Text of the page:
Triple-bladed, vaccination lancet, steel and ivory, by Millikin of London, 1822-1900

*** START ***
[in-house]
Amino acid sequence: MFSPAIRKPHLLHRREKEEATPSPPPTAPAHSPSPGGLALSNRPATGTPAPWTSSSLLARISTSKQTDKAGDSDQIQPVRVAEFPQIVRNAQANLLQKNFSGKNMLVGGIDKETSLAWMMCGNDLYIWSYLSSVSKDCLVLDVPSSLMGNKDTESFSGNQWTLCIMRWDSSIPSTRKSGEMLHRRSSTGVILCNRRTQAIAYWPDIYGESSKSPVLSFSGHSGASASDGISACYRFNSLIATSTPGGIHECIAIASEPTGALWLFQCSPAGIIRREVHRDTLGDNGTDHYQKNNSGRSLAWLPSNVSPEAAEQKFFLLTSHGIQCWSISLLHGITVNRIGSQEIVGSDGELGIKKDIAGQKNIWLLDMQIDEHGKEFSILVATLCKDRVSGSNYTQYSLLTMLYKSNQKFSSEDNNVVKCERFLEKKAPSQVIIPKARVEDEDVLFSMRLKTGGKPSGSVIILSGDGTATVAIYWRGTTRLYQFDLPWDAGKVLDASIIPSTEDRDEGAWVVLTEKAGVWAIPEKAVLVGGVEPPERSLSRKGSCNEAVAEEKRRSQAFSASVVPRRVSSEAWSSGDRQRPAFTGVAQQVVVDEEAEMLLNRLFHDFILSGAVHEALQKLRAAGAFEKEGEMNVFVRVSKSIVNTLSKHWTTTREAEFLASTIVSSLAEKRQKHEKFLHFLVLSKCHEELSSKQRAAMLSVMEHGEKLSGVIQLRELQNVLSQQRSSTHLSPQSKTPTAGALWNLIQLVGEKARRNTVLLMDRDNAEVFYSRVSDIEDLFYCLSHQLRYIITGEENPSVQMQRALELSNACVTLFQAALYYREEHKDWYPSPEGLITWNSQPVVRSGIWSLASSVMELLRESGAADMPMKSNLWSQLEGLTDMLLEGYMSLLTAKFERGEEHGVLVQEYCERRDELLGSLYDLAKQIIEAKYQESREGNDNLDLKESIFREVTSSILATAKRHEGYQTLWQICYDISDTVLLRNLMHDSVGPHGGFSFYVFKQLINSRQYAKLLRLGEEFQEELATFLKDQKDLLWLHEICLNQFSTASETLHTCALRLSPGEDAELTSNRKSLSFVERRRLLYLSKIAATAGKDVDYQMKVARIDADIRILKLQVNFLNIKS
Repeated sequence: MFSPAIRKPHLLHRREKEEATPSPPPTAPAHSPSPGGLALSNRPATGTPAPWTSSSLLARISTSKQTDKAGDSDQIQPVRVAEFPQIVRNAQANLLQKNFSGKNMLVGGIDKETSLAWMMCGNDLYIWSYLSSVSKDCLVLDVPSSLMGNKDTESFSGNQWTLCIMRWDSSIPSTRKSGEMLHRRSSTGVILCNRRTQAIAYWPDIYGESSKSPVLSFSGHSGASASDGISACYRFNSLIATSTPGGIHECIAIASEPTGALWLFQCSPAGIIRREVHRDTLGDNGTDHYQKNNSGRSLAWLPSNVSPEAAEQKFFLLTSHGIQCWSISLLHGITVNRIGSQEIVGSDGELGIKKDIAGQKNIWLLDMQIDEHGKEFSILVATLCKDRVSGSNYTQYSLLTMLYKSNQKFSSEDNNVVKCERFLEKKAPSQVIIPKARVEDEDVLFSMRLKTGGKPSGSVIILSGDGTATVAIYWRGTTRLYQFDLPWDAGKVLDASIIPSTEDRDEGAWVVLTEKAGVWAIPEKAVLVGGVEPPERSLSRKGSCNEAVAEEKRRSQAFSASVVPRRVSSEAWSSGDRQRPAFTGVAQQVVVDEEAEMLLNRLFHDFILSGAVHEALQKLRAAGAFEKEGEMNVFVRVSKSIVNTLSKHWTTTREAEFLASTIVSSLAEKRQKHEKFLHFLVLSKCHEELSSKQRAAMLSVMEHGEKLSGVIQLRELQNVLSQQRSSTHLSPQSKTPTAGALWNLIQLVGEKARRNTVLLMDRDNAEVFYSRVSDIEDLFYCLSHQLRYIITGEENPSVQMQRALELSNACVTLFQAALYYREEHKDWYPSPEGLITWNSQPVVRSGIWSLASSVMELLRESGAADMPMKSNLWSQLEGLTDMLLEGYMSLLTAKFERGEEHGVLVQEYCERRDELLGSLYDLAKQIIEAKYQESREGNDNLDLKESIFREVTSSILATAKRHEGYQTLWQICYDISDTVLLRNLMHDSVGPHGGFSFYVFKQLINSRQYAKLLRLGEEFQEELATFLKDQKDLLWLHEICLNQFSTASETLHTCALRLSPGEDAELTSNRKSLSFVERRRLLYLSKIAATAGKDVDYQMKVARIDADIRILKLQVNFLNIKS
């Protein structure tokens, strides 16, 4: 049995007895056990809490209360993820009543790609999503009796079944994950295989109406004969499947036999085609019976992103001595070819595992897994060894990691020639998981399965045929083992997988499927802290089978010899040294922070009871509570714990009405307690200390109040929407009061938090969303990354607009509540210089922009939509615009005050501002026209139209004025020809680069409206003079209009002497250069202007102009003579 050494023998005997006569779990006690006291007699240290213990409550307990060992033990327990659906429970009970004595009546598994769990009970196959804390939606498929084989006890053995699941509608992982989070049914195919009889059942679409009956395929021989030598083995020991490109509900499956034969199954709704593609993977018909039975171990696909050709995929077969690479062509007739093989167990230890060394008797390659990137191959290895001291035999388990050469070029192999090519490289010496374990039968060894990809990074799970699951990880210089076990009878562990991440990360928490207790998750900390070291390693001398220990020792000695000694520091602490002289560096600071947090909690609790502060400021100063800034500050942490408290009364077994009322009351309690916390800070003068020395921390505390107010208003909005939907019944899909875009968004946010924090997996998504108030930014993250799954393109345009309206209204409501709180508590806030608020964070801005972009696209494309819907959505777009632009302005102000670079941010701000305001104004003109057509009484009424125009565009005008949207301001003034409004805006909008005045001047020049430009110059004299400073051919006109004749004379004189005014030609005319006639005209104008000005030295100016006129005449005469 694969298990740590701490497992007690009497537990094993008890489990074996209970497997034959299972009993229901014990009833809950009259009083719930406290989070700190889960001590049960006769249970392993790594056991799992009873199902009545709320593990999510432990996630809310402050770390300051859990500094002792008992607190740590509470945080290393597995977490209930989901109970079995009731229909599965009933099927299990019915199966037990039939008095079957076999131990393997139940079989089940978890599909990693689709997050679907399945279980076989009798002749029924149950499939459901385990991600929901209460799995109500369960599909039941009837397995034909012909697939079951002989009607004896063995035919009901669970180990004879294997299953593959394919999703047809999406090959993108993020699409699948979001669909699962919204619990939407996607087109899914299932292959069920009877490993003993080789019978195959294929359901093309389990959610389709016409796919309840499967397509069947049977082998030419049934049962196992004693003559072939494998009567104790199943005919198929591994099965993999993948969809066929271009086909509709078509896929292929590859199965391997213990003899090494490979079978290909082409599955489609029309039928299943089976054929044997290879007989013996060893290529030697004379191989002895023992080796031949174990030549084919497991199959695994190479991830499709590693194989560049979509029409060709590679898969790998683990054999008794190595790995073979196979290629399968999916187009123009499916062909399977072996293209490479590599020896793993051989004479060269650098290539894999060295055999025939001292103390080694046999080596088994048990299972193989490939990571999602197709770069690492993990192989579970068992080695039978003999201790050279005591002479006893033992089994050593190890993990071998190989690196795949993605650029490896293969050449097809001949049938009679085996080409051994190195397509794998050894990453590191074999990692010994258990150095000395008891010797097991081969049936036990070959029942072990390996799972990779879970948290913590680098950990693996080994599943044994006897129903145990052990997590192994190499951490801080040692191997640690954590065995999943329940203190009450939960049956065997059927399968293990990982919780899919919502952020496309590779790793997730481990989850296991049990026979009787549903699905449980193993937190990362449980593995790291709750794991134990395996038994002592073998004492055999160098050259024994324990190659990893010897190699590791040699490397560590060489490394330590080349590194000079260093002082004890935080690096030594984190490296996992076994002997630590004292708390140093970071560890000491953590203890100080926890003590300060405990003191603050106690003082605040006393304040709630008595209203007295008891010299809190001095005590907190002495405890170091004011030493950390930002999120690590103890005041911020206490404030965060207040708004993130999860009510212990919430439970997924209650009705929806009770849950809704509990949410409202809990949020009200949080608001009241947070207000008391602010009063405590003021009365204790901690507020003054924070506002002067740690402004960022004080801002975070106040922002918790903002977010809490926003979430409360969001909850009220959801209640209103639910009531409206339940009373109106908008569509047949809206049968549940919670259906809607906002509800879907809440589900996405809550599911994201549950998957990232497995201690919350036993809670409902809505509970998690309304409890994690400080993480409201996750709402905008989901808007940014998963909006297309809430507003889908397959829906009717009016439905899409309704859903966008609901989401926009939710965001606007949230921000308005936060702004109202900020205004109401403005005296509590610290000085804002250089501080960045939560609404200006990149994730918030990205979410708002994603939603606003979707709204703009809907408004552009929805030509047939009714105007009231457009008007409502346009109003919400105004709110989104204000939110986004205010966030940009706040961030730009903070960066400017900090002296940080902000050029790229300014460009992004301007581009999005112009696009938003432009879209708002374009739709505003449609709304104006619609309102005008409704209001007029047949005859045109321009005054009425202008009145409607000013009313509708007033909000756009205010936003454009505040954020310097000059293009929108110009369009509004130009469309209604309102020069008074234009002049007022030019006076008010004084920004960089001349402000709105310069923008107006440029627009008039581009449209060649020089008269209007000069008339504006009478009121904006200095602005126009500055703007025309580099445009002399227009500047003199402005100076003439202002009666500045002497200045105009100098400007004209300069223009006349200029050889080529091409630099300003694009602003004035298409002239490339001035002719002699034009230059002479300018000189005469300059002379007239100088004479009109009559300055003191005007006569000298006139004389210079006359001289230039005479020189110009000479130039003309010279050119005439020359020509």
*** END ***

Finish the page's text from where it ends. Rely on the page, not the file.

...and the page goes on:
The three blades would have been dipped into lymph material from a pus-filled skin blister of a person already vaccinated against smallpox. The lancet blade would then be inserted into the skin and used to vaccinate another person. This arm-to-arm vaccination was made illegal in 1898, as it could transmit other diseases. Specially prepared animal lymph was used instead. Vaccination did not give life-long immunity and needed to be repeated. Smallpox was the first disease that could be vaccinated against. This vaccination lancet was made by John Millikin, a surgical instrument maker.